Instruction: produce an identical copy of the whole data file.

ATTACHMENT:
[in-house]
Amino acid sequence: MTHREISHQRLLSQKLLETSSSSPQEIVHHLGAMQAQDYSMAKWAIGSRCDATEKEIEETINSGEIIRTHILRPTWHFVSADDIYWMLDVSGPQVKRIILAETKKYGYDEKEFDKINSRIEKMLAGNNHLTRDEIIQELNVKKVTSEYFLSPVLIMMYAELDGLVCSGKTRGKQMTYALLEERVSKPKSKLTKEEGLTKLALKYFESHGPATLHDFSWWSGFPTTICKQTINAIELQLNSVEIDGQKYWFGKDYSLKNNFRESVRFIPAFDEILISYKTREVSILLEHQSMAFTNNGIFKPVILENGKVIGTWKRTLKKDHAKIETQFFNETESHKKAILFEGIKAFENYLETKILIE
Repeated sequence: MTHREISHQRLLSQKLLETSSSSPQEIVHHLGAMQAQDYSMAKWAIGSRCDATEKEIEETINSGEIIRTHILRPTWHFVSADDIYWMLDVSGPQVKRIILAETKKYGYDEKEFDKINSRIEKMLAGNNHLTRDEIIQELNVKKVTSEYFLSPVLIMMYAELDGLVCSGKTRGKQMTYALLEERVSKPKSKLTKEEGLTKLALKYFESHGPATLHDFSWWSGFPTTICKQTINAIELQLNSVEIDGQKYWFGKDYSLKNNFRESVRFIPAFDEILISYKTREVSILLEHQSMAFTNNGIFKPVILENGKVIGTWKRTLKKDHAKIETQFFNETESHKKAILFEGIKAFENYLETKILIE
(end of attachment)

[in-house]
Amino acid sequence: MTHREISHQRLLSQKLLETSSSSPQEIVHHLGAMQAQDYSMAKWAIGSRCDATEKEIEETINSGEIIRTHILRPTWHFVSADDIYWMLDVSGPQVKRIILAETKKYGYDEKEFDKINSRIEKMLAGNNHLTRDEIIQELNVKKVTSEYFLSPVLIMMYAELDGLVCSGKTRGKQMTYALLEERVSKPKSKLTKEEGLTKLALKYFESHGPATLHDFSWWSGFPTTICKQTINAIELQLNSVEIDGQKYWFGKDYSLKNNFRESVRFIPAFDEILISYKTREVSILLEHQSMAFTNNGIFKPVILENGKVIGTWKRTLKKDHAKIETQFFNETESHKKAILFEGIKAFENYLETKILIE
Repeated sequence: MTHREISHQRLLSQKLLETSSSSPQEIVHHLGAMQAQDYSMAKWAIGSRCDATEKEIEETINSGEIIRTHILRPTWHFVSADDIYWMLDVSGPQVKRIILAETKKYGYDEKEFDKINSRIEKMLAGNNHLTRDEIIQELNVKKVTSEYFLSPVLIMMYAELDGLVCSGKTRGKQMTYALLEERVSKPKSKLTKEEGLTKLALKYFESHGPATLHDFSWWSGFPTTICKQTINAIELQLNSVEIDGQKYWFGKDYSLKNNFRESVRFIPAFDEILISYKTREVSILLEHQSMAFTNNGIFKPVILENGKVIGTWKRTLKKDHAKIETQFFNETESHKKAILFEGIKAFENYLETKILIE